Clinical Overview: Steps to Implementation of Rebyota for Recurrent C difficile Infection


Rebyota is a live biotherapeutic product that is unfamiliar to many pharmacists and other health care providers with different steps in the eventual administration process.

Recurrent Clostridioides difficile infection (rCDI) is a clinical challenge, with disease recurrences occurring in up to 25% of index cases and of these patient’s subsequent recurrences can occur as often as 60%. These recurrent episodes occur despite treatment with antibiotics, oral vancomycin and fidaxomicin, given as per the IDSA guidelines.

Healthcare concept about C. difficile Colitis with inscription on the page.

Credit: Yurii Kibalnik -

Recently, the FDA approved the live biotherapeutic product Rebyota. This is a new product unfamiliar to many pharmacists and other health care providers with different steps in the eventual process.

These steps include:

  1. Acquisition. It is at this stage that insurance status needs to be verified. Determine whether the patient has coverage through Medicare, Medicaid, or commercial insurance. Many insurances will require prior authorization for the product so this will need to be obtained prior to ordering Rebyota. Once approval is received, information on how to order the product.
  2. Delivery and storage. What to do when it arrives in the pharmacy.
  3. Reimbursement. What are the coverage, insurance, reimbursement and payment steps.
  4. Administration. When to bring the patient into the site for administration and how the product is to be administered.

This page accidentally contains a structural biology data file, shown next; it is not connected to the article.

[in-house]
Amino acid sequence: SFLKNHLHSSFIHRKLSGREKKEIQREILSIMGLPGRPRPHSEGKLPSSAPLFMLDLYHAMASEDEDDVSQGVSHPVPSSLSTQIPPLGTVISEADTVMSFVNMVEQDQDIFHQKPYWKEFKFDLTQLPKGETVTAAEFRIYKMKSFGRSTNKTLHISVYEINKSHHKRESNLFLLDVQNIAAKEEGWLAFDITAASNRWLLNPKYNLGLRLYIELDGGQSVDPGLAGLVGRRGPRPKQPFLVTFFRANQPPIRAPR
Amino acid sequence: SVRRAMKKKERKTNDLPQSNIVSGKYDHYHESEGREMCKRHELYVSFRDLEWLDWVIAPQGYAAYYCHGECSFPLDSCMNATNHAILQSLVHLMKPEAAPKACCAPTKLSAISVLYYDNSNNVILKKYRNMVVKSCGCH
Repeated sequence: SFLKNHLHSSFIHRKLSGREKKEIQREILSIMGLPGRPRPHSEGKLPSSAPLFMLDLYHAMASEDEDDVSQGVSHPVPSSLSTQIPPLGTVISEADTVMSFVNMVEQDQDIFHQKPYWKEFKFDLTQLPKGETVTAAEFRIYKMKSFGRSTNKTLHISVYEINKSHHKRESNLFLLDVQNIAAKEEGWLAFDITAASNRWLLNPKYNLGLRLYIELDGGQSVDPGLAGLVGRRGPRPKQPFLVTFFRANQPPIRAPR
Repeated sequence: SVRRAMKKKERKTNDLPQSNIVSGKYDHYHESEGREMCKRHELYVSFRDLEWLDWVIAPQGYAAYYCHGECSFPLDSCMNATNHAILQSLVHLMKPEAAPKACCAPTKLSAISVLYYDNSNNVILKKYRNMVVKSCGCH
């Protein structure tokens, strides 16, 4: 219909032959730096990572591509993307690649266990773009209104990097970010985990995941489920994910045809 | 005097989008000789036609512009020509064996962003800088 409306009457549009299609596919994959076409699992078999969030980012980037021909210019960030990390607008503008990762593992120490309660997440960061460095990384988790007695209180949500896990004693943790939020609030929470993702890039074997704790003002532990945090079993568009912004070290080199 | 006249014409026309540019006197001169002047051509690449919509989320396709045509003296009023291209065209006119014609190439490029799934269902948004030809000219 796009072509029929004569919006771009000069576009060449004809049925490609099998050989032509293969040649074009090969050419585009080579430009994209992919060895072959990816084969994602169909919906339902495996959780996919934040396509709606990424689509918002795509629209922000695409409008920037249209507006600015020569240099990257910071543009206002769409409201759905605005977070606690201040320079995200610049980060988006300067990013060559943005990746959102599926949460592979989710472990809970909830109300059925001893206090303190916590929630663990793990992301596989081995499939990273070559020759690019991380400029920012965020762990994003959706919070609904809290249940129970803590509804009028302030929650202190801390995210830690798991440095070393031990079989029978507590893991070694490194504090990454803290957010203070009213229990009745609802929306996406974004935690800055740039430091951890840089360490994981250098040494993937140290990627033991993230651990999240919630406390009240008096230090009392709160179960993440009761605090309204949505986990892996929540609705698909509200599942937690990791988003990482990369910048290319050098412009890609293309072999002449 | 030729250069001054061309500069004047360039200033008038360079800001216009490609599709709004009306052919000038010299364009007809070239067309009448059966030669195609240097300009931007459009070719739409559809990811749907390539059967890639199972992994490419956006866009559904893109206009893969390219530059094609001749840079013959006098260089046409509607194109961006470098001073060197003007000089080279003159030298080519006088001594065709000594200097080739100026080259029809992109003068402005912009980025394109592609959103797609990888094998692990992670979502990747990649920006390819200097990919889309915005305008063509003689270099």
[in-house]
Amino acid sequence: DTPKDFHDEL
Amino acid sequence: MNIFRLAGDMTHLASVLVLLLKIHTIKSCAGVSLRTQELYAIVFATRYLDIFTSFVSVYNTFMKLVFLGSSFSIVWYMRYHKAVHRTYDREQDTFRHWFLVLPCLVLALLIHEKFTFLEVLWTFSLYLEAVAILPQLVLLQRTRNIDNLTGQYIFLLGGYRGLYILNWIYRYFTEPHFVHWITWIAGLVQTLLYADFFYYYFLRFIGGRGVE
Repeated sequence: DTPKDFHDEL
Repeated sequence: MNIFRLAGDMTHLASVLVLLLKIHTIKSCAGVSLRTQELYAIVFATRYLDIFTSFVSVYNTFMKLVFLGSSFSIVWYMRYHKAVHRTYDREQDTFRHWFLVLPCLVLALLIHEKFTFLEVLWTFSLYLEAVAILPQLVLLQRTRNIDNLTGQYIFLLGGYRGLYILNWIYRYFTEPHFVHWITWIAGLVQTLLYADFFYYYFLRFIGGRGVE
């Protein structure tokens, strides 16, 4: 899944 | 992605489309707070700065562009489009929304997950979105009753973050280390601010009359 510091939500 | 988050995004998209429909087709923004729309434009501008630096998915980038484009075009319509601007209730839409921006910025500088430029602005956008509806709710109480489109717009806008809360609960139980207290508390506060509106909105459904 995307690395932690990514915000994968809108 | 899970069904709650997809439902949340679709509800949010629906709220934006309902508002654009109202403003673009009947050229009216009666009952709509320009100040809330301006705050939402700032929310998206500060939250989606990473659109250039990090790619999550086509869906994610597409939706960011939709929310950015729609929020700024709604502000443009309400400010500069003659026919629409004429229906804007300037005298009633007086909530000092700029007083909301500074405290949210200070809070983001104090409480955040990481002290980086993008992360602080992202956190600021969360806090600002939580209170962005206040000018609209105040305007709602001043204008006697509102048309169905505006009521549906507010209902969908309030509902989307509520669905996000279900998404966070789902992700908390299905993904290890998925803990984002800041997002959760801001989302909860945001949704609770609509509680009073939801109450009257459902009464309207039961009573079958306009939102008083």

5. Follow-up. What is needed post administration.

The decision to prescribe Rebyota is often made by either the gastroenterology or infectious diseases physician, or a mid-level provider. The product should be given 1-3 days after the completion of antibiotics but no longer than 72 hours.

As such, good communication between the pharmacy, patients, and caregivers is important. Additionally, feedback to the physician and nurses/health care providers is also critical to a successful outcome.


Once a prior authorization for Rebyota is received (if required), the product may need to be ordered unless it is in stock. As with any live product, there are defined times to place an order, Monday-Friday and special requests can be made over the weekend.

There are specialty distributors and pharmacies through which orders can be placed. Orders require an account to be established, but this is a simple and straightforward process.

Delivery Storage

Rebyota will arrive in a large orange temperature-controlled frozen shipper box as the product is stored in dry ice. The orange box should be returned using AEROSAFE 1-2 days after administration by calling 585-328-2140.

Alternatively, any FedEx driver will take this product back once the dry ice has evaporated or been removed. Instructions for Rebyota storage and thawing are provided. On receipt, the Rebyota carton needs to be stored in the ultracold freezer (between -60 and -90 degrees C) for future use, or in a refrigerator in which it is stable for up to 5 days (2-8 degrees C). Rebyota should not be refrozen once thawed.

Prior to use, Rebyota must be completely thawed by placing the carton in the fridge for at least 24 hours prior to administration. An alternate option is to leave the Rebyota carton in the sealed orange box, which serves to refrigerate the LBP, and keeps it stable for up to 5 days from the date on the orange box.

If the product has been thawed and the patient does not show up for whatever reason, Ferring will replace Rebyota free of charge.